Longer liquidation timelines for bank-owned properties (REO) resulted in wider loss severities on residential mortgage-backed securities (RMBS) during the fourth quarter, Fitch Ratings says.
Loss severities increased to 61.7% in the fourth quarter, up from 59.9% in the third quarter but down from 62.4% from a year ago, according to the latest Fitch quarterly index. The increase in loss severity follows six straight quarters of declines.
The report finds that rising home prices and a strengthening job market have led to improvements in delinquencies and foreclosures. The 60-day delinquency rate declined to 25.6% in the fourth quarter, down from 26.1% in the third quarter and down from 28.7% a year ago, the report states. The delinquency roll rate rose slightly to 2.4% in the fourth quarter, up from 2.3% in the third quarter but down from 2.6% a year ago.
However, longer foreclosure timelines – particularly in the judicial states – are offsetting the recovery. The problem is that home price appreciation has flattened in recent months, while foreclosure timelines have continued to lengthen.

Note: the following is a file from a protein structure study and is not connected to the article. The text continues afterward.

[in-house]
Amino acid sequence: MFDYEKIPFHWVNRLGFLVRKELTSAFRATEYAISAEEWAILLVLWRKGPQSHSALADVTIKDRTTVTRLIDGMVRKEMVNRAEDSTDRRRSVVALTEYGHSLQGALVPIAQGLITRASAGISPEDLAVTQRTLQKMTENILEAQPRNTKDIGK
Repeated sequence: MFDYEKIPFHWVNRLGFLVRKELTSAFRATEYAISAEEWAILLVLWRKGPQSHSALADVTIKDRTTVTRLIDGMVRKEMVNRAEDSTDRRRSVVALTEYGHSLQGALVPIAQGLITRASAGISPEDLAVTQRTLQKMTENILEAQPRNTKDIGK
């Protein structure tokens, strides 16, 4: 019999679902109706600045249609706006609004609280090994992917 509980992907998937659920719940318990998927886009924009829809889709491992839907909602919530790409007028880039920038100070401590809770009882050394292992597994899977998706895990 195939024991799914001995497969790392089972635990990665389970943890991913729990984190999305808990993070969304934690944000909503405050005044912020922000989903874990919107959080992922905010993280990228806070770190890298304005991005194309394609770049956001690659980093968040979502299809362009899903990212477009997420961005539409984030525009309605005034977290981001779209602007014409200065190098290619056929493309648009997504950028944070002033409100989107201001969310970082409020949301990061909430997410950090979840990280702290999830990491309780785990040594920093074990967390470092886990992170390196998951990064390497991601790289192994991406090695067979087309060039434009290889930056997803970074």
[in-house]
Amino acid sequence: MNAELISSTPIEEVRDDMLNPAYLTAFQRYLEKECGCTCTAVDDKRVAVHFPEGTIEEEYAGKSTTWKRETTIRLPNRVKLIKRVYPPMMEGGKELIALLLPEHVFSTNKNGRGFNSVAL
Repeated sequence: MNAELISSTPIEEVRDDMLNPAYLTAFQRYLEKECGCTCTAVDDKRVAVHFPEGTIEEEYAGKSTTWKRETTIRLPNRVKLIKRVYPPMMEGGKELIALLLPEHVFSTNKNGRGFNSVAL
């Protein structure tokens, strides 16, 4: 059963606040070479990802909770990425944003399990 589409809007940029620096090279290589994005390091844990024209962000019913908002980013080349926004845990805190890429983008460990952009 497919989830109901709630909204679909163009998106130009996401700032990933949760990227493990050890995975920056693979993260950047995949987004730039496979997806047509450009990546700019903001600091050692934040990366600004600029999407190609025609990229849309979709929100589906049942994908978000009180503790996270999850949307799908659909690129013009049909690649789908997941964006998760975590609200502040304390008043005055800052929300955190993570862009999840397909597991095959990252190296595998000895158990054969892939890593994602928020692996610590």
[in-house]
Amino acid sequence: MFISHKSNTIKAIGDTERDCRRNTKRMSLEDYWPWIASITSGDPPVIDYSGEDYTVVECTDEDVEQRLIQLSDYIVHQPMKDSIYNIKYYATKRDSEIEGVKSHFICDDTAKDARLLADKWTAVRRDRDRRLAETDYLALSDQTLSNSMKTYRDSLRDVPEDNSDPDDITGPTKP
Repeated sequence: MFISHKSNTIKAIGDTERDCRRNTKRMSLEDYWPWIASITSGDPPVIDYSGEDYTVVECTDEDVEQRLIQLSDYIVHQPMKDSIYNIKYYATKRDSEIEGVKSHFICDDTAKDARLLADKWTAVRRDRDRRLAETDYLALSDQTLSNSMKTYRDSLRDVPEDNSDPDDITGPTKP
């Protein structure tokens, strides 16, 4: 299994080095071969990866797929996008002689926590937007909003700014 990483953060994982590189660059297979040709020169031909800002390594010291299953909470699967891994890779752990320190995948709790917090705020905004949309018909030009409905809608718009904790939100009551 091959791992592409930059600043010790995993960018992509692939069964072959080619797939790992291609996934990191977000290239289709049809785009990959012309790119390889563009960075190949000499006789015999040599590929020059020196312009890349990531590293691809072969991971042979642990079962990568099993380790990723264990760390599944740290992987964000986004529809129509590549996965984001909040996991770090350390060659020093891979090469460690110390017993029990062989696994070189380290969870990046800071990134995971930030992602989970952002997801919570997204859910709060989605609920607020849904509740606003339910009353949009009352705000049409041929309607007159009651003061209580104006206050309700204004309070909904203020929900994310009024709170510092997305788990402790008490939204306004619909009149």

Adding to the challenge is that longer foreclosure timelines typically result in the properties deteriorating more – thus diminishing their market value. For months now, lenders, servicers and investors have expressed concern that the ‘bottom of the barrel’ REO is proving harder to liquidate, due to the poor condition of the properties. The lengthening foreclosure timelines will likely result in further deterioration of the assets, as homeowners – especially those who are underwater on their mortgages – are not inclined to invest in property maintenance and basic upkeep while they are going through the foreclosure process.
The Consumer Financial Protection Bureau's new mortgage rules could exacerbate the problem, depending on how many consumers file defensive claims under the bureau's new ability-to-repay/qualified mortgage rule. This, in turn, could result in timelines for the properties increasing by as much as six months, according to an analysis from Standard & Poor's. Currently, foreclosure timelines in some judicial states can run as long as four years. This additional lengthening of the timelines will come regardless of whether or not a borrower succeeds in litigating their claim.
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